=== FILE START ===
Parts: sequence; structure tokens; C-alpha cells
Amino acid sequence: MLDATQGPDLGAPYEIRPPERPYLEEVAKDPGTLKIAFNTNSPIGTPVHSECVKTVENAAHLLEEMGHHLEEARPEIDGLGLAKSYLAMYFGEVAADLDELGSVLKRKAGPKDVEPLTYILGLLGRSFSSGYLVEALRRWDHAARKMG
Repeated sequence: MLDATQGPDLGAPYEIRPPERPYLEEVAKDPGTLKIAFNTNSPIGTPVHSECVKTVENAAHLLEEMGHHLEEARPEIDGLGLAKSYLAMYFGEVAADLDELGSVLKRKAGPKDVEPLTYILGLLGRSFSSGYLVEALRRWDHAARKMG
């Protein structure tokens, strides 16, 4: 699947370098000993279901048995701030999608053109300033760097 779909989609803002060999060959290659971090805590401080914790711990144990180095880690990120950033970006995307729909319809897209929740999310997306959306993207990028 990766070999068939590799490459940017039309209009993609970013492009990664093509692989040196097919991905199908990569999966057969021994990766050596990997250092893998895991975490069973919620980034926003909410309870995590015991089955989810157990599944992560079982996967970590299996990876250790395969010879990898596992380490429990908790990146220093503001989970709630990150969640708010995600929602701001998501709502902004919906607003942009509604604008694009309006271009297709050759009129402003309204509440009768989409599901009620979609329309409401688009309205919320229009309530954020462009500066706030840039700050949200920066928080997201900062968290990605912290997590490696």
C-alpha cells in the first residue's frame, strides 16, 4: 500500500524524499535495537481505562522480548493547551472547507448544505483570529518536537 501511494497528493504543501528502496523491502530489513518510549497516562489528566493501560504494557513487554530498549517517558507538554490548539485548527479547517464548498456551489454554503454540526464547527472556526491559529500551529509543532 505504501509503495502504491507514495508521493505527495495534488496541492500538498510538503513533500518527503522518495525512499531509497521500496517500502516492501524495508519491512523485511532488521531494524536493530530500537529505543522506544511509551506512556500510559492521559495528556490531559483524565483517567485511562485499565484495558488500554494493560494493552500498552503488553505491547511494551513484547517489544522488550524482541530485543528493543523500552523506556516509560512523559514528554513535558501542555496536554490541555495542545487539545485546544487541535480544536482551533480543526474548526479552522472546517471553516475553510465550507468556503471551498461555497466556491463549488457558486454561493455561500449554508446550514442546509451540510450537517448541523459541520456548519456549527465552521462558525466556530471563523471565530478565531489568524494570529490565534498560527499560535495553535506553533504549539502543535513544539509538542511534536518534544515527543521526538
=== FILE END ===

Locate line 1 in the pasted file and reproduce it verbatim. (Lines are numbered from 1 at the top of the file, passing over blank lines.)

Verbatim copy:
Parts: sequence; structure tokens; C-alpha cells